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Twenty years later, the creator of the computer virus “I Love You” testifies

The original goal of the creator of the “I Love You” virus was not to create dangerous malware, but simply to surf the Internet for free. NICOLAS SIX / QUENTIN HUGON / “THE WORLD”

On May 4, 2000, the “I Love You” virus spread around the world in a blistering fashion. In a few days, it hit the computer systems of the Pentagon, the CIA, and big companies like L’Oréal, Siemens and Nestlé. This little piece of code has infected tens of millions of computers, making it one of the most virulent viruses in history.

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The author was identified a few days later: he is a 24-year-old Filipino named Onel de Guzman. He will not be worried because at that time, the law of his country does not provide for this type of crime. Twenty years after the facts, a British journalist found his trace in Manila, the capital, and questioned him on his motivations, in a report published on May 4, 2020 on the BBC news site.

According to the author of the “I Love You” virus, its original purpose was not to create dangerous malware, but simply to surf the Internet for free. At that time, you could connect to the network from different phone lines with someone else's password and ID. De Guzman is said to have sent an initial version of his virus to a few targets to recover their codes, people he used to socialize with in online chat rooms.

Address book search

It was later that the young man armed his virus to spread automatically, rummaging through infected computers looking for the address book of Outlook email software and then sending himself to dozens of correspondents. De Guzman has the idea of ​​naming his virus LOVE-LETTER-FOR-YOU.TXT.VBS. ” I thought a lot of people want a boyfriend, they want love “He tells the BBC today.

Many people indeed click on this message which looks, if we look too quickly, at a text file “TXT”, but which turns out to be a piece of computer code “VBS” if we take the trouble to read his name to the end. Aggressive, the virus infects computer memory by taking the place of photos or pieces of music that it destroys in the process. “I Love You” will be responsible for damages estimated at ten billion dollars.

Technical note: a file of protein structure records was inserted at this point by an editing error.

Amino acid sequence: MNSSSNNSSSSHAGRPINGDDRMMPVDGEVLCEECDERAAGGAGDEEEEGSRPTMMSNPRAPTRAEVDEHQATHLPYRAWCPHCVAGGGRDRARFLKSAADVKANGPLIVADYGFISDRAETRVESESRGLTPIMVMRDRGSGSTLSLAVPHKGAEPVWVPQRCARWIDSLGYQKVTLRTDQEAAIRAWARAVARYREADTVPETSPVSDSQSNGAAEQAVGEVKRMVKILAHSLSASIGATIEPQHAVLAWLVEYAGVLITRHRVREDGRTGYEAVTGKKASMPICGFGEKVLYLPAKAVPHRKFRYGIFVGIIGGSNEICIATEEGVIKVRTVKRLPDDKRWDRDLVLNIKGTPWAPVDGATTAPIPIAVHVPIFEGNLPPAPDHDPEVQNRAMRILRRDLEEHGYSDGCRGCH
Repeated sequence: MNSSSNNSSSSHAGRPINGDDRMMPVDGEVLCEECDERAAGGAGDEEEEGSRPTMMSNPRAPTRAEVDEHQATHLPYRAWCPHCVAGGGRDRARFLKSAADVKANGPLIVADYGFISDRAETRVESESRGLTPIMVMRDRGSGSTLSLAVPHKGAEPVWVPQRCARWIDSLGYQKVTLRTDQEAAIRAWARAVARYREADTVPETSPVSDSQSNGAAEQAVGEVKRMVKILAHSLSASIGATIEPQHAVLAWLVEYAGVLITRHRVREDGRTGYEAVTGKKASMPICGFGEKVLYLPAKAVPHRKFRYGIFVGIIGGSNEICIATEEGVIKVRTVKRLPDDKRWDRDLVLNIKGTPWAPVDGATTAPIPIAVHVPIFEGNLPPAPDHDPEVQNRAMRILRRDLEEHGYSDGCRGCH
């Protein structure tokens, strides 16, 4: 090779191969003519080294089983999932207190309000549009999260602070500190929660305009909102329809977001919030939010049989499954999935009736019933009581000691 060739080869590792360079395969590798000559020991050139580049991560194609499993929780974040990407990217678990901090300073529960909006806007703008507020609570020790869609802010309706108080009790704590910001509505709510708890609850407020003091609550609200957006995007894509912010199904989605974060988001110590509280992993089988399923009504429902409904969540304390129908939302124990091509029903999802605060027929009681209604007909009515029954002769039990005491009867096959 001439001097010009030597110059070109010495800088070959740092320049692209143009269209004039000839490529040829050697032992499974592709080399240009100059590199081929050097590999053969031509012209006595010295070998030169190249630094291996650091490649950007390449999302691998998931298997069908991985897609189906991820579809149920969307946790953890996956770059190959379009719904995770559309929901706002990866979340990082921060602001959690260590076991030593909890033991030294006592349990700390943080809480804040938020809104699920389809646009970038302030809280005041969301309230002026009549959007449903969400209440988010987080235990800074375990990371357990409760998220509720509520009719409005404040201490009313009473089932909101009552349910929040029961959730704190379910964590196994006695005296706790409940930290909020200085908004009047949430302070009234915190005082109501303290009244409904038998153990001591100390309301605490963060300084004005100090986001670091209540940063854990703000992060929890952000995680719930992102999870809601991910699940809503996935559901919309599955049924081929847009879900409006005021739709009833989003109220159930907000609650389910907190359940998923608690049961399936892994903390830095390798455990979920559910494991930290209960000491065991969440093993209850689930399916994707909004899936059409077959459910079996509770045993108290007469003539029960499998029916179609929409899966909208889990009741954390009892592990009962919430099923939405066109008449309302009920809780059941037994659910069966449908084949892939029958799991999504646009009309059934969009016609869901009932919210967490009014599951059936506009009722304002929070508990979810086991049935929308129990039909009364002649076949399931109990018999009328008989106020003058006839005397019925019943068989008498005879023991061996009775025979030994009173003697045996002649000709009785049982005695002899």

Onel de Guzman is now 44 years old. Questioned by the BBC, he expressed his regret for the damage caused. “I never imagined that the virus would go to the United States and Europe. It surprised me “, he says now. He even goes so far as to confess … suffer from his fame. “Sometimes my photo appears on the Internet. My friends tell me, “But it's you! I'm a shy person, I don't want that. “

A small repair shop

A speech that contrasts with the one he made when he was younger. In 2000, a few months after the virus was created, the young man declared to the New york times : “I think I have become part of the history of the Philippines. It cannot be deleted. “ At that time, the damage caused did not cause him as many feelings. De Guzman Points Responsibility For Microsoft Marketing “Vulnerable products”.

The young man even imagines a future as a designer of tamper-proof software. According to him, many computer companies tried to poach him in the weeks following the publication of the virus, but Onel de Guzman cannot find a job when his judicial future becomes clear a few months later.

He also did not graduate from university after his final dissertation was rejected. Rendered before the fateful date of May 4, this thesis described a computer program close to the “I Love You” virus. His teacher then rejected it with the mention ” It's illegal. We don't train thieves “.

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Onel de Guzman now runs a small repair shop for mobile phones with a narrow, messy counter. This is where the BBC found him after a lengthy investigation through obscure forums devoted to the Filipino underground internet, and then by dozens of workshops in Manila.

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